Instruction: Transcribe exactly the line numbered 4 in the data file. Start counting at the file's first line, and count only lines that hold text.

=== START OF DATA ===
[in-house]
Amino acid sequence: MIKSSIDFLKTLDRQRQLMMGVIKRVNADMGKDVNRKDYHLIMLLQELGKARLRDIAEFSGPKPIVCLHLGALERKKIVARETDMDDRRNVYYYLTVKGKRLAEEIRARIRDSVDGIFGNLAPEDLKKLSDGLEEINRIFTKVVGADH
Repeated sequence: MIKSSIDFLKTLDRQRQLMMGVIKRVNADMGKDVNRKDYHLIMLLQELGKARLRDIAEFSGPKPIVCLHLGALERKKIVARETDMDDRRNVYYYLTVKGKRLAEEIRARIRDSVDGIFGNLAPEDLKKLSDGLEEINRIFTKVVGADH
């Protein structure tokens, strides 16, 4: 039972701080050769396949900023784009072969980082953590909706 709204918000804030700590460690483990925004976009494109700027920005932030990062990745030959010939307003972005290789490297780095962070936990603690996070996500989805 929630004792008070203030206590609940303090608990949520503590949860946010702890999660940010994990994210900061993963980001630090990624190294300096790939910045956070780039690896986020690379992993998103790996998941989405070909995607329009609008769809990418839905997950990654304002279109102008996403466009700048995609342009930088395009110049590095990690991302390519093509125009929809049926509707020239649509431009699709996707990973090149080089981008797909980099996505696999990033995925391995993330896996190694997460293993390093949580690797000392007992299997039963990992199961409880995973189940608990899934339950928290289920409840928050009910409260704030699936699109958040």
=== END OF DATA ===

């Protein structure tokens, strides 16, 4: 039972701080050769396949900023784009072969980082953590909706 709204918000804030700590460690483990925004976009494109700027920005932030990062990745030959010939307003972005290789490297780095962070936990603690996070996500989805 929630004792008070203030206590609940303090608990949520503590949860946010702890999660940010994990994210900061993963980001630090990624190294300096790939910045956070780039690896986020690379992993998103790996998941989405070909995607329009609008769809990418839905997950990654304002279109102008996403466009700048995609342009930088395009110049590095990690991302390519093509125009929809049926509707020239649509431009699709996707990973090149080089981008797909980099996505696999990033995925391995993330896996190694997460293993390093949580690797000392007992299997039963990992199961409880995973189940608990899934339950928290289920409840928050009910409260704030699936699109958040």